Driver's License Q&A: DRF Fee

Jerry Hopkins heads the Michigan Driver’s License Restoration Division at Hills Law Office and for 30 years worked at the Michigan Secretary of State office overseeing driver’s license litigation. Jerry answers driver’s license questions in this Q&A series reprinted from the Kalamazoo Gazette.
Q: I had 3 points on my license until a recent ticket brought my points up to 8. I just got notice that I owe a DRF fee of $100. I already paid fees for my ticket. What is this?

A: Enacted in October of 2003 the DRF was touted as a way to convince drivers to driver responsibility by charging them fees for poor driving behaviors. Many see it as a tax. The fee is imposed when you accumulate 7 or more points. Also, no matter how many points you have if you are convicted of a qualifying violation such as, but not limited to: OUIL, OWI or driving while suspended you will owe a DRF fee.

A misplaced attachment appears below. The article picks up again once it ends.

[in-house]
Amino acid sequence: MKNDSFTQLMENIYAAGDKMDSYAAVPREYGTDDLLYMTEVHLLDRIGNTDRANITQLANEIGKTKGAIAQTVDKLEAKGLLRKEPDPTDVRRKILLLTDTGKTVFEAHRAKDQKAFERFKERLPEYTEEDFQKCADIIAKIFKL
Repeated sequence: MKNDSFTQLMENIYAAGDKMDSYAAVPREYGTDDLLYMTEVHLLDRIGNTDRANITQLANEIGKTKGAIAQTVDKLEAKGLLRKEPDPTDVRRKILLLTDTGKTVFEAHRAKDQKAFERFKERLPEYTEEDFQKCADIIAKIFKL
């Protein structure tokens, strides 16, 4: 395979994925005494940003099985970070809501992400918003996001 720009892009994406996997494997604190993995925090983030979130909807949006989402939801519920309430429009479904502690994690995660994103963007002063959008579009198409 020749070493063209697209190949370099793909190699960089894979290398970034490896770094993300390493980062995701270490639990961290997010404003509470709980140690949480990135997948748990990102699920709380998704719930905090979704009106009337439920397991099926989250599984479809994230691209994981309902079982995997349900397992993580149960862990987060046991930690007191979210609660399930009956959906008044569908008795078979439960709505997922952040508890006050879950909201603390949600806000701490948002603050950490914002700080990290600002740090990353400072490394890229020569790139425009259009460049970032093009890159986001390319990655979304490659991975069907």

The fees start at $100 up to $1,000 and will be assessed annually for two years. My advice is to not ignore a notice that you owe a DRF. If you don’t have the money to pay it in full you need to contact the Michigan Dept. of Treasury to set up a payment plan.
Beware: If you do not pay the DRF fee, or set up payments, your driving privileges will be suspended and you will be assessed an additional $125 reinstatement fee. Any DRF unpaid fees will be taken out of your State income tax refund and applied to your balance. If you are picked up for DWLS because of a DRF, or any other reason, contact an attorney who may be able to work with the court to mitigate the criminal penalties and get your suspension removed.

If you have any questions about Michigan’s driver’s license laws or how to restore a suspended or revoked Michigan driver’s license, Contact Hills Law Office today.


Contact The Firm: 269.373.5430